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HomeSéparateurFocusSéparateurEuropeSéparateurPolandSéparateurEvictions in Poland in European context
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Evictions in Poland in European context

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The UIHJ participated on 7 October 2014 in the 5th international conference organised by the Council of the judicial officers of the Lodz region and the University of Lodz. This year conference was devoted to "Eviction in the 21th Century - Legal Status and reality".

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Evictions in a welfare state: a dilemma
 
The Council of the Judicial Officers of the Lodz Region is organising every year international conferences together with the University of Lodz annual. For the 5th edition, the UIHJ was represented by its Treasurer, Juraj Podkonický.

The opening speech, concerning “eviction between media fiction and reality”, was delivered by Andrzej Ritmann, President of the Regional Council of judicial officers of Lodz. In the opinion of Polish judicial officers, the municipalities should spend more money on social housing. Problems were encountered by judicial officers during the enforcement of evictions, especially those without the debtor's right to social housing. According to Andrzej Ritmann, evictions legal problem lies in the fact that laws allow the possibility of unequal treatment of tenants. The court can make a decision, that there is lack of social housing for an evicted person and a shelter is sufficient enough as a replacement. These persons are awaiting eviction to a shelter, which is - according to some opinions - a violation of their basic rights. “Consent of the legislator to make an eviction to a shelter is equivalent to evict the debtor in the street”, Andrzej Ritmann said.

Rafal Fronczek, President of the Polish National Council of Judicial Officers, believes it is important that this problem has been recognised. The intervention into the legislature is necessary, but the opinion of the Government differs from the position of local judicial officers. According to Rafal Fronczek, the caring for an evicted person should be the concern of the state.

After this interesting opening, philosophical and general views on evictions in EU countries were presented. Juraj Podkonický presented some actual information about the evictions carried out by judicial officers in EU member states. He pointed out that eviction is frequently the last possible issue, how the owner of immovable property can defend against its illegal occupation. However, there are very different views on evictions, even that it is a basic human rights violation and one of the major factors of homelessness. The judicial officers in EU member states are confronted with this dilemma, while the European Union is committed to the protection of human rights. The balance of these interests represents the contemporary fault line between market forces and people's right to housing. An EU-funded research project on evictions across the 28 European Union Member States is in progress. The research will investigate the national legal frameworks and extent of evictions across Europe. Today, the available data are only fragmentary.

Eviction practice in Poland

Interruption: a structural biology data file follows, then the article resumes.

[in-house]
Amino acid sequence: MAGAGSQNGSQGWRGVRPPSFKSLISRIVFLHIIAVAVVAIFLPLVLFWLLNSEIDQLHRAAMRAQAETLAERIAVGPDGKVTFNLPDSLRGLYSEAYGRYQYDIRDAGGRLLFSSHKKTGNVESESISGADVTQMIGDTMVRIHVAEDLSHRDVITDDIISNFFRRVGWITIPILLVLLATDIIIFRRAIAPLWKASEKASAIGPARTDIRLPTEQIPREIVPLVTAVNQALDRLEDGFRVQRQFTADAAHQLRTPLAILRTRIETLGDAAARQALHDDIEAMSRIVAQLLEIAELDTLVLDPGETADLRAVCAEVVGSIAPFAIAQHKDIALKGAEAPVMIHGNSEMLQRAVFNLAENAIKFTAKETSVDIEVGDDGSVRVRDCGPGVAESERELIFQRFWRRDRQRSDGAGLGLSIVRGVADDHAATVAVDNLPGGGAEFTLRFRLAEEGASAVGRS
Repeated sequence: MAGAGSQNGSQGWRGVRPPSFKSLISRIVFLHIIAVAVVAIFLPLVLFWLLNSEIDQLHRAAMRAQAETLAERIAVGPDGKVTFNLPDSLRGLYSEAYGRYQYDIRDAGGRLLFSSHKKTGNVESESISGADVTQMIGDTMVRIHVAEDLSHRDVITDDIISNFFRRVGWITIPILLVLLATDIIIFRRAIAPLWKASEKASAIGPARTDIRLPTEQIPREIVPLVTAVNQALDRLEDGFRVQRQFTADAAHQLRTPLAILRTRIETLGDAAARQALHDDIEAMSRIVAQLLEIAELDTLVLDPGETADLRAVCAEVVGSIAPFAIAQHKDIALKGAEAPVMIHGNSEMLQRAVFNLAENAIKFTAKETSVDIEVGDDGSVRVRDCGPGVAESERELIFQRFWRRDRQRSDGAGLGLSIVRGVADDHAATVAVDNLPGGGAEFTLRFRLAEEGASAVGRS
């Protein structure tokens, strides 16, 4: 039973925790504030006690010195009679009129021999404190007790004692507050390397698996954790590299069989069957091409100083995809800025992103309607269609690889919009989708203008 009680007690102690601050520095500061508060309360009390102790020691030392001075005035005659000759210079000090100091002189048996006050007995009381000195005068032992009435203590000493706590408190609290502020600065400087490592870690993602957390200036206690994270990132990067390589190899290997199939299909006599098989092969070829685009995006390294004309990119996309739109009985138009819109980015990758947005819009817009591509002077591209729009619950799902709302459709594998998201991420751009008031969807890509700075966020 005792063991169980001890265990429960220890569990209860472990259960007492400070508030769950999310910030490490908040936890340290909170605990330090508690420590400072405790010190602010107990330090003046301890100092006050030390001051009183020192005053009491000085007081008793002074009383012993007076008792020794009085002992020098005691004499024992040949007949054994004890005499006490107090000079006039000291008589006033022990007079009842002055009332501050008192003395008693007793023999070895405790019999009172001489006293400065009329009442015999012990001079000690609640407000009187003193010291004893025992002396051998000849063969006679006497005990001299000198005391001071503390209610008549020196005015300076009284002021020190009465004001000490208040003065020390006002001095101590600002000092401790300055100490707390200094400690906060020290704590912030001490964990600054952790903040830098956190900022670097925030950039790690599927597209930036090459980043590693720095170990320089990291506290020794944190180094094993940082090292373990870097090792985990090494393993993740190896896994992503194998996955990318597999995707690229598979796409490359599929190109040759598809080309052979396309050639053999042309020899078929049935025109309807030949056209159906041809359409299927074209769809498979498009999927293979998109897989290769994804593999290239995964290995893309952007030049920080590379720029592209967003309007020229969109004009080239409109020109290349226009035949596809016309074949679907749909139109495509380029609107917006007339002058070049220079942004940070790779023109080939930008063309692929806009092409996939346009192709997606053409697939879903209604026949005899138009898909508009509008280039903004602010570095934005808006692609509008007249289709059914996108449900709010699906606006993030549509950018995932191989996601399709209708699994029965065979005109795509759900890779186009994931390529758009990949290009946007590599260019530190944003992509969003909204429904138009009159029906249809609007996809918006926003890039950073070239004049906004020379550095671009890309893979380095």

According to the Polish Chamber of Judicial Officers (figures provided by the Ministry of Justice of Poland), in 2013, 30 794 cases of evictions came to court in Poland. 8 557 requests for eviction were delivered to judicial officers, including 2 506 without the debtor's right to social housing or replacement. 3 131 of them were carried out. The Deputy Director of the Department of Buildings of the City of Lodz, Przemysław Mroczkowski, presented the Town hall's position to evictions. In Lodz, only 18% public resources belong to the municipality and the local government cannot provide social housing to the evicted persons, even in contrariety to court injunctions. Lodz also pays high damages to property owners for failure of assuring the social housing for the evicted persons. According to Andrzej Rozenkowski, President of the Association of Property Owners in Lodz, it also takes too long to come to an eviction procedure. Usually, it takes several years, which does not give the owners chance of obtaining rent incomes. In desperation, they often rather sell the house with tenants.

Such were some of the important issues that were discussed during this 5th international conference. The right balance between creditors and debtors' rights is particularly difficult to find when it comes to evictions. And in between, are the judicial officers...
 
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Opening of the conference : from left to right: Juraj Podkonický, Deputy Vice-President of the UIHJ, Rafal Fronczek, President of the Polish National Council of Judicial Officers, Andrzej Ritmann, President of the Regional Council of judicial officers of Lodz, Zbigniew Rau, professor at the Faculty of Lodz, Director of the Alexis de Tocqueville Research Center
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From left to right: Przemysław Mroczkowski, Deputy Director of the Department of Buildings of City of Lodz, Juraj Podkonický, Deputy Vice-President of the UIHJ, Andrzej Ritmann, President of the Regional Council of judicial officers of Lodz, Rafal Fronczek, President of the Polish National Council of Judicial Officers and Andrzej Rozenkowski, President of the Association of Property Owners of Lodz
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